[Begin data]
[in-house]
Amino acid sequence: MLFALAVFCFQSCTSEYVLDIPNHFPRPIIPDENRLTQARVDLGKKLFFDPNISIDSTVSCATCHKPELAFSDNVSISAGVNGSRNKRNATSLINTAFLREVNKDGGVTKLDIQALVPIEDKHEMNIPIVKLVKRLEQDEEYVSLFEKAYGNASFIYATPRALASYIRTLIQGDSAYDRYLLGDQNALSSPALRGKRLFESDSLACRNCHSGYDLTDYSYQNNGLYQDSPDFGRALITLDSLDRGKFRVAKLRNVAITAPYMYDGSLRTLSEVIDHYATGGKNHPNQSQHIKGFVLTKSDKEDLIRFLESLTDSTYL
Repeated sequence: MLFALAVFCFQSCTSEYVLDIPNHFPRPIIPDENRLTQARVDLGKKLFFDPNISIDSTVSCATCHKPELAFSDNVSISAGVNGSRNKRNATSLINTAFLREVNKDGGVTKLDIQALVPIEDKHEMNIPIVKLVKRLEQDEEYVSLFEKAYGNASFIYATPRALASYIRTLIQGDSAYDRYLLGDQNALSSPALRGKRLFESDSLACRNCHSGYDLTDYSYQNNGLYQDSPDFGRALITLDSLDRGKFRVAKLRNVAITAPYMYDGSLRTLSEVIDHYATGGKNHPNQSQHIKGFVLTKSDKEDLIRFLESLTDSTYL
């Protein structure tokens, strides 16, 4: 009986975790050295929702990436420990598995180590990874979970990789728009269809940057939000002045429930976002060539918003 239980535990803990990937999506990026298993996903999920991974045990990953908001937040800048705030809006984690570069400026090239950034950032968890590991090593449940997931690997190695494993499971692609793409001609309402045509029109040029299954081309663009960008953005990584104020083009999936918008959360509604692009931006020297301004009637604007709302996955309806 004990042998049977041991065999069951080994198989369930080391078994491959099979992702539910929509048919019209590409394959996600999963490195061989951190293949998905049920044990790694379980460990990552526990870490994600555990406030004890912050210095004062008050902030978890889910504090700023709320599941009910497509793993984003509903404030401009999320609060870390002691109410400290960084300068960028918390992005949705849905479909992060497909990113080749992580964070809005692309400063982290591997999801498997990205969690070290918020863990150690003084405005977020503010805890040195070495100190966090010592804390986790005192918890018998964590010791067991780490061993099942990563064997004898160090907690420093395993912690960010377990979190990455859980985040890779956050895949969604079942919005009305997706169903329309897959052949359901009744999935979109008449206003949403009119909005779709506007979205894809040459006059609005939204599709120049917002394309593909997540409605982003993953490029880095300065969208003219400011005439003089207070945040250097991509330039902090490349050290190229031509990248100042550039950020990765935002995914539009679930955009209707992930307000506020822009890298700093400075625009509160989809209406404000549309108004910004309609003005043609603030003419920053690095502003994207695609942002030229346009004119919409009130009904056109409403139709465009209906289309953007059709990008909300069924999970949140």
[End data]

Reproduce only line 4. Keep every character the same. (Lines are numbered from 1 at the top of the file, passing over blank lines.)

């Protein structure tokens, strides 16, 4: 009986975790050295929702990436420990598995180590990874979970990789728009269809940057939000002045429930976002060539918003 239980535990803990990937999506990026298993996903999920991974045990990953908001937040800048705030809006984690570069400026090239950034950032968890590991090593449940997931690997190695494993499971692609793409001609309402045509029109040029299954081309663009960008953005990584104020083009999936918008959360509604692009931006020297301004009637604007709302996955309806 004990042998049977041991065999069951080994198989369930080391078994491959099979992702539910929509048919019209590409394959996600999963490195061989951190293949998905049920044990790694379980460990990552526990870490994600555990406030004890912050210095004062008050902030978890889910504090700023709320599941009910497509793993984003509903404030401009999320609060870390002691109410400290960084300068960028918390992005949705849905479909992060497909990113080749992580964070809005692309400063982290591997999801498997990205969690070290918020863990150690003084405005977020503010805890040195070495100190966090010592804390986790005192918890018998964590010791067991780490061993099942990563064997004898160090907690420093395993912690960010377990979190990455859980985040890779956050895949969604079942919005009305997706169903329309897959052949359901009744999935979109008449206003949403009119909005779709506007979205894809040459006059609005939204599709120049917002394309593909997540409605982003993953490029880095300065969208003219400011005439003089207070945040250097991509330039902090490349050290190229031509990248100042550039950020990765935002995914539009679930955009209707992930307000506020822009890298700093400075625009509160989809209406404000549309108004910004309609003005043609603030003419920053690095502003994207695609942002030229346009004119919409009130009904056109409403139709465009209906289309953007059709990008909300069924999970949140």